I'm going to take a flying leap here and just toss out what occurs to me at the moment. First, DLLs are not supposed to have ANY sort of UI activity. If someone does that deliberately and not because they just don't know, then it usually signals there's a serious problem afoot in the run-time activity.
Second, assuming that this signals a serious problem, then there's likely to be some mechanism in place to avoid it. This is for an embedded situation, so one might ask "why can't a desired port be bound" if the person doing the embedding is also responsible for configuring the overall embedded environment? One does not leave things undefined or unconfigured in embedded situations or the application just blows up at some point. So the obvious question is, why are YOU (as the person who configured the embedded environment) writing code that's trying to connect to unavailable ports? And why are YOU also complaining that the underlying library isn't throwing an exception rather than throwing up its virtual hands saying it doesn't know how to handle a request YOUR CODE should have known better than to make?
In other words, if you feel the need to add a layer to your code between your app and the platform you configured to support it, in order to validate your own requests, then you're free to do so. Otherwise, I'm guessing the embedded library designer expects you to know the limits you configured into it. (Or there may be some he did not anticipate.)
I've done a lot of embedded programming in my past, and if I was using a configurable kernal that I configured to only support 10 tasks (because I knew my application didn't need more than that), then in my client code I'd do a check to ensure that said limit wasn't reached BEFORE creating a new task and expecting to get an exception back if I was too stupid to follow my own design guidelines. In embedded situations, "exceptions" can lead to auto-shutdown or even self-destruct sequences. There is no effective way to handle "exceptions" in real-time situations, and often even just embedded situations.
Imagine pushing on a brake pedal in a car and an exception is thrown -- the user is saying "slow down" and the library says, "Sorry, I can't do that right now". It's shades of "2001 A Space Odyssy" with HAL telling Dave "No". That's what "exceptions" in embedded systems can result in.
What's different between that and your app saying, "Connect to this URL via this port" and the underlying library saying, "Sorry I can't do that right now". What is your exception handling code going to do? You need to detect that stuff FIRST rather than wait for an exception to be thrown by the embedded library.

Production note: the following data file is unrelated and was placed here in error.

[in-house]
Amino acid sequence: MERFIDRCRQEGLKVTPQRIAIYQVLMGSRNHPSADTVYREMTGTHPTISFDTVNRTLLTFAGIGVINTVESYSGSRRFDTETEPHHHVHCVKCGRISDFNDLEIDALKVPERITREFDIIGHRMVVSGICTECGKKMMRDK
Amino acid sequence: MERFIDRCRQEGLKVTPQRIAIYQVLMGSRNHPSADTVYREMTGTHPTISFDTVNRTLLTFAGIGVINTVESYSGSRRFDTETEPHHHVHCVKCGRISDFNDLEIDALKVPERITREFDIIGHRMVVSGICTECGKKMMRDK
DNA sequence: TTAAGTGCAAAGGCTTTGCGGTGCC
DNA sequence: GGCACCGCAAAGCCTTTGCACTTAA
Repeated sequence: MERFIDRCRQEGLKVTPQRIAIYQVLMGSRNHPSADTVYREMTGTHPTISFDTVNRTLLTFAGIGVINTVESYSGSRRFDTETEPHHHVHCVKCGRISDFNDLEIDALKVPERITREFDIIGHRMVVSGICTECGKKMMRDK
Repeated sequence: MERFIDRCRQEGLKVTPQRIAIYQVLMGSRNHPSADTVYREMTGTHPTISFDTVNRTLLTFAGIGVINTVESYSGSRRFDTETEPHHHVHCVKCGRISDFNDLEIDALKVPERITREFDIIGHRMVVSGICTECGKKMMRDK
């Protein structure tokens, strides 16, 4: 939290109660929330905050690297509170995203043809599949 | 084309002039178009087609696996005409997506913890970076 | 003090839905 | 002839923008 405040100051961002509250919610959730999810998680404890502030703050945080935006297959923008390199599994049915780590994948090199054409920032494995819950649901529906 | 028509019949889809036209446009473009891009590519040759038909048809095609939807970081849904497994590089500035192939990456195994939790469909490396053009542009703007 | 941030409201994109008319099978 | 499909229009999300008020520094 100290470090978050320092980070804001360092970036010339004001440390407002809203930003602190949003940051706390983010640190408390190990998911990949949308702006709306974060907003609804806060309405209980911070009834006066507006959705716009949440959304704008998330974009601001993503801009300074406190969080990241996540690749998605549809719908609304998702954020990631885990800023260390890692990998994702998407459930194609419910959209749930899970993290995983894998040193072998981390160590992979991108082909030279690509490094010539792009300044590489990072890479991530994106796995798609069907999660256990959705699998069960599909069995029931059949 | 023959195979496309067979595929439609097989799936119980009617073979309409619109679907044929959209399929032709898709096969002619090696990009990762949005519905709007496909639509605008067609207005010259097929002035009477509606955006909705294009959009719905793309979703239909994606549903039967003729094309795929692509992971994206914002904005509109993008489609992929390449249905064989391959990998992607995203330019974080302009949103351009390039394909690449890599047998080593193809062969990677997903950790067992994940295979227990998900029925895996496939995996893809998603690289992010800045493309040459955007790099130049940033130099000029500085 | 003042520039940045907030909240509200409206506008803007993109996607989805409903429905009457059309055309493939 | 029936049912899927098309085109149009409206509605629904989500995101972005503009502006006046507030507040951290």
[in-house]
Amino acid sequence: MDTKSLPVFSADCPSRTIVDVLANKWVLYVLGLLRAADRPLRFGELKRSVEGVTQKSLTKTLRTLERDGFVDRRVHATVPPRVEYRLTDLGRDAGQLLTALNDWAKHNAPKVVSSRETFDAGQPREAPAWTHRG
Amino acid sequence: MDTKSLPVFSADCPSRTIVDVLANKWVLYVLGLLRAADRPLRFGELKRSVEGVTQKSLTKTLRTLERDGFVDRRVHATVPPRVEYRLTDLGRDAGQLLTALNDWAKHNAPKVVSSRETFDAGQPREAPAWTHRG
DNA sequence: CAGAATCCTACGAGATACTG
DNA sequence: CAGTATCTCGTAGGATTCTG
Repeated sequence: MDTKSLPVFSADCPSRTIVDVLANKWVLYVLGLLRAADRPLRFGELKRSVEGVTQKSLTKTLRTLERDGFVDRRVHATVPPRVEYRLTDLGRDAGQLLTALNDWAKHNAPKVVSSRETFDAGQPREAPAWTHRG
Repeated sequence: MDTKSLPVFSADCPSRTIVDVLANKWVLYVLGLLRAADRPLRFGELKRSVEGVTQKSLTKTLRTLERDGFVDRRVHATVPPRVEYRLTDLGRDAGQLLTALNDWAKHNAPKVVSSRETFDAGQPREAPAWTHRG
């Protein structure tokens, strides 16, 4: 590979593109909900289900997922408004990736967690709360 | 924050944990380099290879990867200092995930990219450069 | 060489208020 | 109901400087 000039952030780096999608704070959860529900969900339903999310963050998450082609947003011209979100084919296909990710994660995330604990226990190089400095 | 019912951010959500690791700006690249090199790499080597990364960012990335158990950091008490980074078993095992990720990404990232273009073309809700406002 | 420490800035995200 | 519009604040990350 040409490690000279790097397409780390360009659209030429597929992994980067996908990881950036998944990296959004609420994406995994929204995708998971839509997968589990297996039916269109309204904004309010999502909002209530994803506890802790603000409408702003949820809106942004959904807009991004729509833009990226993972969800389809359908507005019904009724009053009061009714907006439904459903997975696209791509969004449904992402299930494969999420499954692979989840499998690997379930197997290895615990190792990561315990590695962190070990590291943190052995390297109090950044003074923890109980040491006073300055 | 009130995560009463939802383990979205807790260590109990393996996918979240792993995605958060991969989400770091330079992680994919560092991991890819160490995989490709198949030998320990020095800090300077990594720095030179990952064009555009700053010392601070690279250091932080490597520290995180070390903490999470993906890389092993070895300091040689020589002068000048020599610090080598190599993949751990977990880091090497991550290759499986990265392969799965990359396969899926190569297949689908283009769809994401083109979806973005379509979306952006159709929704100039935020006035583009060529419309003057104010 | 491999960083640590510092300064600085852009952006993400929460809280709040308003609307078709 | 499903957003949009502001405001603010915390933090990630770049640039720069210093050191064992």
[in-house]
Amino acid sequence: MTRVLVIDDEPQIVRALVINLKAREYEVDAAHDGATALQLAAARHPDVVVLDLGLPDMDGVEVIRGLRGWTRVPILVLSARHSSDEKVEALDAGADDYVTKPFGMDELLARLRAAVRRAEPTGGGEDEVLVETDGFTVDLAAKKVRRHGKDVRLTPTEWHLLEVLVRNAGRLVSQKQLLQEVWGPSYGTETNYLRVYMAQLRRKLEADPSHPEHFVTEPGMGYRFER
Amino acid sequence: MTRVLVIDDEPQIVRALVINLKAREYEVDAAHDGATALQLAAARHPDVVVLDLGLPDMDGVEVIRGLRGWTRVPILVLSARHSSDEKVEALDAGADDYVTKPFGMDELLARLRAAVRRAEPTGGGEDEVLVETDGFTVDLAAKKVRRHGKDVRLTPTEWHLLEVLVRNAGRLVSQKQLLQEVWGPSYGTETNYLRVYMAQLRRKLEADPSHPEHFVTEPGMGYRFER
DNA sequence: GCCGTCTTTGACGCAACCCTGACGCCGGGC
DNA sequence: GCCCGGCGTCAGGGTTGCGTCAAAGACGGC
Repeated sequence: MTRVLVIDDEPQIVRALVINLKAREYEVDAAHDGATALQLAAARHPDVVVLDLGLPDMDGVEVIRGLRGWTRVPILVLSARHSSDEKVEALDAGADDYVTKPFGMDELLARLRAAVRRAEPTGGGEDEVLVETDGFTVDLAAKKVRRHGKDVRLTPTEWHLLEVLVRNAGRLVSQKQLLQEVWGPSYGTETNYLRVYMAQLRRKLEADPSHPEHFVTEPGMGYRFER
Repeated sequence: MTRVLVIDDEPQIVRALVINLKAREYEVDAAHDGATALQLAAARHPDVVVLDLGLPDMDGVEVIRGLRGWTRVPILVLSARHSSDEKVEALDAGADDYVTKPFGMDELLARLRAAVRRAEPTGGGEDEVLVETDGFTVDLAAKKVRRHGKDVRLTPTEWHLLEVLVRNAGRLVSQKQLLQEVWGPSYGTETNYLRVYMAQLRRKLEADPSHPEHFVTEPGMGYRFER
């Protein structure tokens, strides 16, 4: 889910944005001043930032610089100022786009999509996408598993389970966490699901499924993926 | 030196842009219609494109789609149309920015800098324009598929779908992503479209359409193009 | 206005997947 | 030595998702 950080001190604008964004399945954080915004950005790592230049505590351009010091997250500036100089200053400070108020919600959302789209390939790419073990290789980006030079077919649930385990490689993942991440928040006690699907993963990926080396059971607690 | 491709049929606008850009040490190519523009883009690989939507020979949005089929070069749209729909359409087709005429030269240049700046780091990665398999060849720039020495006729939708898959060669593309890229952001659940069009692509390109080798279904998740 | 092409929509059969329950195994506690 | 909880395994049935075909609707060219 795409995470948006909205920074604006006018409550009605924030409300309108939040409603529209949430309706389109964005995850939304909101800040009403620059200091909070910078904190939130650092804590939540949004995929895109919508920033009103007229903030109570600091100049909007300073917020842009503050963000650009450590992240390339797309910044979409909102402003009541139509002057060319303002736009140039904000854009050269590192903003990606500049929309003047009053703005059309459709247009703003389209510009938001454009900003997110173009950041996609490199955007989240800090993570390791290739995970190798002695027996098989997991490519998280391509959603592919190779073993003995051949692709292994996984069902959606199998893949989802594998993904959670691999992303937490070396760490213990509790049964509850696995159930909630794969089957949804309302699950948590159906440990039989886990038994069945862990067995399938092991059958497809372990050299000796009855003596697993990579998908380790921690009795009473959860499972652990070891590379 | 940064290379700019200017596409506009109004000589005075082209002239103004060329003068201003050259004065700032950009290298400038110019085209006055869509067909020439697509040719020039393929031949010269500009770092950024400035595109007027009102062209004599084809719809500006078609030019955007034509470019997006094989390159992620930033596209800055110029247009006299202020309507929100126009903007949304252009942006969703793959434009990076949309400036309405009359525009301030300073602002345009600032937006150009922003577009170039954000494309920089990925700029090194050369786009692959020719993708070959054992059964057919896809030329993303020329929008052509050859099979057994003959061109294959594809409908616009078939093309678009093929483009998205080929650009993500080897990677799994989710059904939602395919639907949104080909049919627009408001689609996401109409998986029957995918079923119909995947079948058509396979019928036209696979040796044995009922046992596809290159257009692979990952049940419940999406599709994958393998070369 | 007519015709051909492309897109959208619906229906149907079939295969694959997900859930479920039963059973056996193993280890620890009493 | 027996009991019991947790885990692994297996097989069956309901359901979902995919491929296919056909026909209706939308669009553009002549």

Finally, this is more of a rant than anything else ... but one thing I've found sorely lacking in the vast majority of open-source projects on github I've looked at is any clear explanation of one or more USE-CASE MODELS. In this situation, WHY did the author choose to design this embedded DLL so it has situations where it simply throws up its hands by displaying an error message in a low-level MessageBox rather than providing some mechanism for handling the issue more elegantly? Obviously, he had SOMETHING in mind when he did that. Unfortunately for us, he did not explain it anywhere. Here we are trying to figure out how to deal with something that, on its face, makes no sense -- a DLL throwing up its hands when faced with an exceptional situation.
So my answer is, in the "spirit" of open-source code repos, you're free to dig into the code and try to figure out the USE-CASE MODEL that the author had in mind when he created this thing, and adapt your code to fit that model. Maybe start by looking at examples of code he posted that use this library, although if they're your typical trival examples people often post, then they won't offer a lot of insight into the overall USE-CASE MODEL that is leading to your situation.
Said another way, assume the library is behaving "as designed". Then WHAT IS THIS LIBRARY EXPECTING YOU TO DO IN YOUR CODE IN ORDER TO AVOID THAT SITUATION FROM ARISING?
Hopefully someone will see this who has a much shorter definitive answer to that.